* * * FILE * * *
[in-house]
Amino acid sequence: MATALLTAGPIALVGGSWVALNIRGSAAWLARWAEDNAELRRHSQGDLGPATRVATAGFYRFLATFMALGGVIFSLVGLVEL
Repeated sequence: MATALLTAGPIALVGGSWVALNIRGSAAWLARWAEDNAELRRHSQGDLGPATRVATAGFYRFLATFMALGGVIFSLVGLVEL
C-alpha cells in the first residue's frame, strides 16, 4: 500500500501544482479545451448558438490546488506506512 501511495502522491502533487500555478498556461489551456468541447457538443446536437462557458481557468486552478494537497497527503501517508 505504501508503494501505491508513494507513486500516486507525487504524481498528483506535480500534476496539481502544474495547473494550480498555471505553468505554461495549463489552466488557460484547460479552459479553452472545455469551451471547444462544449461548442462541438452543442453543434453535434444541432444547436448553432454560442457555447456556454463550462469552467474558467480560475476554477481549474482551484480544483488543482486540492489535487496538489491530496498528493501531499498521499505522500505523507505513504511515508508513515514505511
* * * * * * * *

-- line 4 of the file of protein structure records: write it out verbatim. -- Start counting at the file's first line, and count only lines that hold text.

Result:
C-alpha cells in the first residue's frame, strides 16, 4: 500500500501544482479545451448558438490546488506506512 501511495502522491502533487500555478498556461489551456468541447457538443446536437462557458481557468486552478494537497497527503501517508 505504501508503494501505491508513494507513486500516486507525487504524481498528483506535480500534476496539481502544474495547473494550480498555471505553468505554461495549463489552466488557460484547460479552459479553452472545455469551451471547444462544449461548442462541438452543442453543434453535434444541432444547436448553432454560442457555447456556454463550462469552467474558467480560475476554477481549474482551484480544483488543482486540492489535487496538489491530496498528493501531499498521499505522500505523507505513504511515508508513515514505511